Fire Detection: Protecting Food And Grocery Stores
Fire Detection: Protecting Food And Grocery Stores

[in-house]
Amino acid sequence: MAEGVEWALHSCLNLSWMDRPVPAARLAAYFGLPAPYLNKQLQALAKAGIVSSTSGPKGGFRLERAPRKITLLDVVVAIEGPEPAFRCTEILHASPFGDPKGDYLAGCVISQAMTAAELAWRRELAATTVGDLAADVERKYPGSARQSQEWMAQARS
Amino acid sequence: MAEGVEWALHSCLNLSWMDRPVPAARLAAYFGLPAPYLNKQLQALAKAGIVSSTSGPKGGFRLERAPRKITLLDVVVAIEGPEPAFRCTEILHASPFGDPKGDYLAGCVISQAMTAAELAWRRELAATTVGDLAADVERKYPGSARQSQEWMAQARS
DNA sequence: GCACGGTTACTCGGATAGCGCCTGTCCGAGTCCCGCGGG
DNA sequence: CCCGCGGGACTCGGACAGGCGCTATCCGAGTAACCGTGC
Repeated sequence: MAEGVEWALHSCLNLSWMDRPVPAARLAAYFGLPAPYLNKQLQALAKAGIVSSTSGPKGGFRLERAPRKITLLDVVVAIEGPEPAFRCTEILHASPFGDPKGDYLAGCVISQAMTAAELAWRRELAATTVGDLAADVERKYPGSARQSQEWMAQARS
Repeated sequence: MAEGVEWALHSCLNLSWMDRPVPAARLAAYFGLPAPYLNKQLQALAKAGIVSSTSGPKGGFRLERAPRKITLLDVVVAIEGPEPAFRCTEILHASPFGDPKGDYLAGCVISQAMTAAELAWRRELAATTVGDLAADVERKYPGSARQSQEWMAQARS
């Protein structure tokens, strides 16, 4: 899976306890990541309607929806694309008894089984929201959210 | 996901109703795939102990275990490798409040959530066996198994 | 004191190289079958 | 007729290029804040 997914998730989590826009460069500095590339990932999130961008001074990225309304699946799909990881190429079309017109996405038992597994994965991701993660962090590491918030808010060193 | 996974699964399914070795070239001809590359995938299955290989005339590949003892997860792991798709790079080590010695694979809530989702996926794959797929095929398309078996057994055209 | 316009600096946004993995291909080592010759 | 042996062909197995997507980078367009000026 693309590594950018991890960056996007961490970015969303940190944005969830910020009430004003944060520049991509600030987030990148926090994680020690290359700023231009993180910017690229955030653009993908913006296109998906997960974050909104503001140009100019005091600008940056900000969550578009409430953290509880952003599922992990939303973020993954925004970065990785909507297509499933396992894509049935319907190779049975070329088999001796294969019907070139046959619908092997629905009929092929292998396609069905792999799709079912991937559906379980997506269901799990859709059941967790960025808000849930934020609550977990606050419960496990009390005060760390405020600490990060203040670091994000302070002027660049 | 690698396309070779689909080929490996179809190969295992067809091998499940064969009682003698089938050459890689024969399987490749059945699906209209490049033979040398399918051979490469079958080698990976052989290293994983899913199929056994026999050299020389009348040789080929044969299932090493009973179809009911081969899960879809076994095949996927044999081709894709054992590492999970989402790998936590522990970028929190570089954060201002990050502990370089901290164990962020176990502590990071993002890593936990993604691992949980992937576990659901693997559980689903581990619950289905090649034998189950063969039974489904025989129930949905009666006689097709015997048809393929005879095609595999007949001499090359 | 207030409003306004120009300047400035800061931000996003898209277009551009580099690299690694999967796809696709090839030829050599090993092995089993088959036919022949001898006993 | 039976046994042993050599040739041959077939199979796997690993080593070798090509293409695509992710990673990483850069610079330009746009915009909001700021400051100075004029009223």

During these challenging times, it is more important than ever to protect the supply chain of food, including supermarkets and convenience stores in cities around the world. On average 3,740 fires occur in food and groceries stores in the US annually, including supermarkets and convenience stores, according to a report published by the NFPA (National Fire Protection Association). Structure fires in mercantile properties were responsible for the loss of 12 lives and more than $600 million indirect property damages, and this doesn’t account for the cost of business interruption and the effect on the reputation of the store. Many stores haven’t been able to recover after a fire. The report estimates that a single fire may cost $46,000 on average, which in hindsight is considerably higher than investing in a fire detection system. The most common causes of fire in supermarkets It’s important to look at the data from two different perspectives. The first is the number of fires by cause, and the other is to quantify the property loss by cause. The report estimates that a single fire may cost $46,000 on average Fires caused by cooking equipment , including stores with kitchens and warming and portable equipment, account for 21% of incidences, but only for just 7% of total property damage and four civilian deaths (firefighter and first responder deaths are registered on a different report). On the other hand, electrical distribution and lighting equipment malfunctions and defective wiring account for 15% of the total of fires in a given year, but caused $165 million in property loss, or 27% of the total recorded on the report. It is also important to mention that intentional fires are the third cause reported, accounting for 11% of the total fire incidences and 20% of the property loss highlighted in the report. Occupation, materials and risks The kind of store poses a significant variety of risks associated to the type of occupation, the number of occupants and the materials stored and available in the shopping areas. It’s possible to find combustible materials of diverse nature and propagation speed. Cardboard and paper wrapping can be found in all store areas, including book and magazine stands. Cleaning products, oils and fatty products might have a high propagation speed. All of this, surrounded by different kind of plastics, immensely increase the level of risk. Overall, combustible liquids caused 41% of the civilian deaths recorded during the report In my firefighting years I’ve responded to several fires in food supermarkets and distribution centers, and saw tuna cans (canned with oil) exploding and spreading flames to the surrounding areas. Regarding occupation, it is known that supermarkets and groceries stores are places with high levels of occupation, especially during working hours. But one interesting fact that the report found is that fires occurring between 9pm and 5am can cause, on average, $73,800 in property damage. The NFPA estimates that 21% of human life losses happened between 12am and 3am. This highlights the importance of installing and maintaining an automatic fire detection system. Installing fire detection And Protecting Your Store With the variety of materials and the risk level that can be found in this kind of environment, it’s necessary to take a holistic approach. Fire protection should be designed while considering several angles, from passive protection in all interior and exterior structures and cladding to active protection with sprinkler and clean agent systems, proper ventilation and smoke control and automatic fire detection and evacuation systems. On average 3,740 fires occur in food and groceries stores in the US annually Several detection technologies need to work in parallel, depending on the type of products stored, the environment and the expected level of occupation on the protected area. Store height and ventilation need to be taken into consideration and also the kind of lighting in some cases. Depending on the ceiling height, the shopping floor could be protected with beam smoke detectors. If the ceiling is below six meters, or the store shelves obstruct the beam, it’s possible to use spot type smoke detectors. The same approach can be taken for warehousing and storage areas, but here I would recommend multi-criteria detectors, with heat and smoke detection combined. localized protection As I’ve mentioned before, cooking areas have an increased level of risk, which calls for localized protection. Here, I would recommend multi-criteria (smoke/heat) detectors for areas where food is heated and served, and smoke/heat/Carbon monoxide detectors on cooking areas to avoid nuisance alarms caused by cooking smoke and steam. It’s important to mention that until this year it was possible to install heat detection in cooking areas, but the UL 268 7th edition that comes into effect in 2021 will require cooking areas to be protected with smoke detection, and smoke detectors have to be able to reject nuisance alarms caused by cooking smoke and steam. Smaller supermarkets and convenience stores usually have vertical freezers or horizontal open freezers. Here, electrical and mechanical failures can ignite fires, which is why it is important to protect the rear side of the freezers. I would recommend point-type smoke detectors, as photoelectric smoke detectors tend to perform better on smoldering fires. The report mentions that air conditioning equipment and electrical equipment can be sources of ignition as well. To protect A/C rooms and electrical rooms I would recommend combined smoke/heat detectors, or maybe even smoke/heat/CO to assure better detection and avoid unwanted alarms in these business critical areas. There is a type of photoelectric smoke detector that uses two different LED sources inside the smoke chamber. This technology, called Dual-Ray, allows the smoke detector to identify the particles inside the chamber by size. The detector knows if it is sensing dust or steam, and can even differentiate between cooking or cigarette smoke from actual smoke from a smoldering fire. Bosch Building Technologies first introduced dual Ray technology in 2015. protecting the food supply chain During these challenging times, it’s more important than ever to protect the food supply chain and avoid the social and economic impact of fires in food stores, especially in impoverished areas. Supermarkets and convenience stores present a variety of challenges regarding fire protection, which calls for a holistic approach where passive and active protection are equally important. To achieve this target, one key element is automatic fire detection. Smoke and heat sensing technologies must be combined, and one size-fits-all approach is not enough. Detection and effective evacuation are critical to protect lives and minimize property loss.